A man may imagine things that are false, but he can only understand things that are true, for if the things be false, the apprehension of them is not understanding.
It is often forgotten that (dictionaries) are artificial repositories, put together well after the languages they define. The roots of language are irrational and of a magical nature.
Jorge Luis Borges, Prologue to El otro, el mismo
What makes photography a strange invention – with unforeseeable consequences – is that its primary raw materials are light and time.
‘I see’ is a phrase used often at the revelatory point of understanding. As a visual artist this connection between the ‘ocular world’ and the internal landscape of the mind, between vision and concepts, intrigues me deeply. In spite of the apparent sophistication of our aural/oral/written language, we still seem unable to shake off the primal connection between sight and thought. To use (another) word with biblical overtones, the ‘I see’ moment has something of the nature of an epiphany.
This simple phrase suggests a powerful event in the mind’s eye … a vista opening out … a veil being drawn away … light being shone onto, and making visible, a new perspective. This was a phrase I often used during my visit to the ESRF in Grenoble.
One of the questions that I kept asking – both of myself and of the scientists that I met – was ‘how much is it possible for me to understand physics?’ Although I was very interested in sciences at school, it was ‘the maths’ that always stumped me. I had a somewhat disrupted childhood, and I think that I might have missed the lesson where my teacher explained what algebra was – and what it was for – because when it came to equations I spent years in the belief that they must have been written in a lost, cryptic, alien language … so far did they exceed my understanding …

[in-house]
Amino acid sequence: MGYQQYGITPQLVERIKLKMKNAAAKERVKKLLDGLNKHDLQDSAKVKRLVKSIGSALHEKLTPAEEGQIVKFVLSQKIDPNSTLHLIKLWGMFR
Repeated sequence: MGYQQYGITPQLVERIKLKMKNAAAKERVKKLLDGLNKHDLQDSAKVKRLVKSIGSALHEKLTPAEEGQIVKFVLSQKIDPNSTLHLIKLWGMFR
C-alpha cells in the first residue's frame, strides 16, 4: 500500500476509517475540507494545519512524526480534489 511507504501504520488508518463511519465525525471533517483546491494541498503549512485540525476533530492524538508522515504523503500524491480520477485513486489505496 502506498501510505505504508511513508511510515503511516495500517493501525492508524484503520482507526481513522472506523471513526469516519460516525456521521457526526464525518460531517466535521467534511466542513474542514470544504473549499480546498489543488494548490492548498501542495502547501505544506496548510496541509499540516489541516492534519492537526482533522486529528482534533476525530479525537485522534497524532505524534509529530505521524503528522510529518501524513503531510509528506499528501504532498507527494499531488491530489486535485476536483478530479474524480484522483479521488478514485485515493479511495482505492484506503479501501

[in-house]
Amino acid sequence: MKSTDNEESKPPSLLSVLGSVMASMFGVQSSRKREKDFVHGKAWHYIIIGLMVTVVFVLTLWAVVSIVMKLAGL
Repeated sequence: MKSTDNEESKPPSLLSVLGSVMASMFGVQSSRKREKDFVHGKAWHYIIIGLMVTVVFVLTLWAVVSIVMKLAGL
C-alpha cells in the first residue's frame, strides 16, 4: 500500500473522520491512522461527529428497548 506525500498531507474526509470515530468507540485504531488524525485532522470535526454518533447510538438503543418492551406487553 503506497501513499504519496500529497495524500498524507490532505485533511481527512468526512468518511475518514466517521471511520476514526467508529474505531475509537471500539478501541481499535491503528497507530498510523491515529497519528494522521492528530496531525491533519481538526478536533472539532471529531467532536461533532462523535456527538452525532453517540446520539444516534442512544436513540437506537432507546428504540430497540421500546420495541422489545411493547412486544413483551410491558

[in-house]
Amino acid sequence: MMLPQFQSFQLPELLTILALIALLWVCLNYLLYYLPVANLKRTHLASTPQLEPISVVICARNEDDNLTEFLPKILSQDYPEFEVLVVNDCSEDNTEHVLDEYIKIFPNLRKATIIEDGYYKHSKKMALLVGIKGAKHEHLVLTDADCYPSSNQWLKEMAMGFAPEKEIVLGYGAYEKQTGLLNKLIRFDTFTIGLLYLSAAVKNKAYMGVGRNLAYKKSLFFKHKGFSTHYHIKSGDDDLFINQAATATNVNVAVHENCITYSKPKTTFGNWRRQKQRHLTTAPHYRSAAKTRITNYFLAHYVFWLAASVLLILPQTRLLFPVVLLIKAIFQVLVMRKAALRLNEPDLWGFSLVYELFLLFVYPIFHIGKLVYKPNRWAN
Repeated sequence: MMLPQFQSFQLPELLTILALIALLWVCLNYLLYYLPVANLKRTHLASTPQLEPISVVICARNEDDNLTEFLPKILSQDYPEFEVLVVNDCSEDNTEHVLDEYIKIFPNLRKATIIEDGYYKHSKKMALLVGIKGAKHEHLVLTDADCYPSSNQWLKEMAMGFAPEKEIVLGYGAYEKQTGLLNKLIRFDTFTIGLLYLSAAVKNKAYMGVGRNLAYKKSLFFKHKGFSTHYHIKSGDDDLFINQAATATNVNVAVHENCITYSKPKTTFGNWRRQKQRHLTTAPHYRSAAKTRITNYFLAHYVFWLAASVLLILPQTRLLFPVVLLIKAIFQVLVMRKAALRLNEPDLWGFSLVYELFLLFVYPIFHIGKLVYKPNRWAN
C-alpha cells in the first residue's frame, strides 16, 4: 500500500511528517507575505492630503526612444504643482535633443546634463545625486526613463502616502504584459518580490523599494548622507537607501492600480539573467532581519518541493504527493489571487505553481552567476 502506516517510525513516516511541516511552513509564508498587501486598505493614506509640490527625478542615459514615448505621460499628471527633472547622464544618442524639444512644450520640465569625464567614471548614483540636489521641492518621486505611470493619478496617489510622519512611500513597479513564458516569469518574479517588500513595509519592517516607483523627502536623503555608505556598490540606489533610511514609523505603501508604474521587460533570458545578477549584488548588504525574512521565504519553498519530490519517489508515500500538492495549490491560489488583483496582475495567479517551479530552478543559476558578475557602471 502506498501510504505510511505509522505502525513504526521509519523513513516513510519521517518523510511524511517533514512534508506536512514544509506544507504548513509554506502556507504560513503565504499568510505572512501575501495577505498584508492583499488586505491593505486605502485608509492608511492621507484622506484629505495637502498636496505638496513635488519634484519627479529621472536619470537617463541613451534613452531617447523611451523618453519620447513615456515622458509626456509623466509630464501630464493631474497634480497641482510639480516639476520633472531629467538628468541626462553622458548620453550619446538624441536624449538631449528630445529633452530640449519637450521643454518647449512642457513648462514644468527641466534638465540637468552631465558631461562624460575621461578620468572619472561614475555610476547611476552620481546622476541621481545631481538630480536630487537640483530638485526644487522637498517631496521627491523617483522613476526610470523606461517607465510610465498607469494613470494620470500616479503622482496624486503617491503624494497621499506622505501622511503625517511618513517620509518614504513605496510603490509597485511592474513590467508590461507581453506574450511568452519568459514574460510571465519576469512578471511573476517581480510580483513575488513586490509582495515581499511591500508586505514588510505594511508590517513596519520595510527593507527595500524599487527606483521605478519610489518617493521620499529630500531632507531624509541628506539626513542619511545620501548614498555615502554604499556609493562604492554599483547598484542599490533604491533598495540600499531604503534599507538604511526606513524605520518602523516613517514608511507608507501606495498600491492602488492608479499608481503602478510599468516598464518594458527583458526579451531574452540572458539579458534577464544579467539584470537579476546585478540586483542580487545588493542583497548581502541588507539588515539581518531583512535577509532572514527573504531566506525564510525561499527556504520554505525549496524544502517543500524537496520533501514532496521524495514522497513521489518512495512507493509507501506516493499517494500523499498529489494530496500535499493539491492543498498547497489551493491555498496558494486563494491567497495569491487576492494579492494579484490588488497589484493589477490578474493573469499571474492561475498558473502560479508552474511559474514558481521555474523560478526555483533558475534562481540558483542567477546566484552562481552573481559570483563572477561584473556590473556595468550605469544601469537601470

Sometimes the phrase ‘I see’, when used in conversation with the ESRF scientists, was coming out of a sense of uncertainty – sometimes I couldn’t see at all, sometimes I was expressing a hunch or a kind of feeling – less of a bright light shining on my ignorance, more an impression of dimly discernible shapes taking form in a crepuscular fog. But to use the phrase ‘I see’, however conditional the sense, felt comforting.
So, what is possible for a non-physicist to understand of physics? On asking this question of Andrew Dennison and Adam Washington during a lunch break, a debate ensued. Andrew and Adam agreed that there are actually only two things that it is possible to fully understand in physics:
There was also a discussion about Ideal gas – another contender for a fully understood topic – if you feel that the fullness of human understanding about the universe being limited to just two things might sound a little un-nerving … There isn’t enough space to fully explore these theoretical avenues within this blog post but for non-physicists I would encourage you to come back to these links and see how far this journey into understanding will take you.
Derived from Old English, the word understand has an obscure and archaic etymological origin; it appears to have originally meant ‘to stand among’ rather than to ‘stand beneath’.
This is from the online dictionary of etymology:
Old English understandan “comprehend, grasp the idea of,” probably literally “stand in the midst of,” from under + standan “to stand” (see stand (v.)). If this is the meaning, the under is not the usual word meaning “beneath,” but from Old English under, from PIE [Proto-Indo-European, the hypothetical reconstructed ancestral language of the Indo-European family] *nter-“between, among” (source also of Sanskrit antar “among, between,” Latin inter “between, among,” Greek entera “intestines;” see inter-). Related: Understood; understanding.
That is the suggestion in Barnhart [Robert K Barnhart, lexicographer and author of Barhart Dictonary of Etymology], but other sources regard the “among, between, before, in the presence of” sense of the Old English prefix and preposition under as other meanings of the same word. “Among” seems to be the sense in many Old English compounds that resemble understand, such as underniman “to receive,” undersecan “examine, investigate, scrutinize” (literally “underseek”), underðencan “consider, change one’s mind,” underginnan “to begin.” It also seems to be the sense still in expressions such as under such circumstances.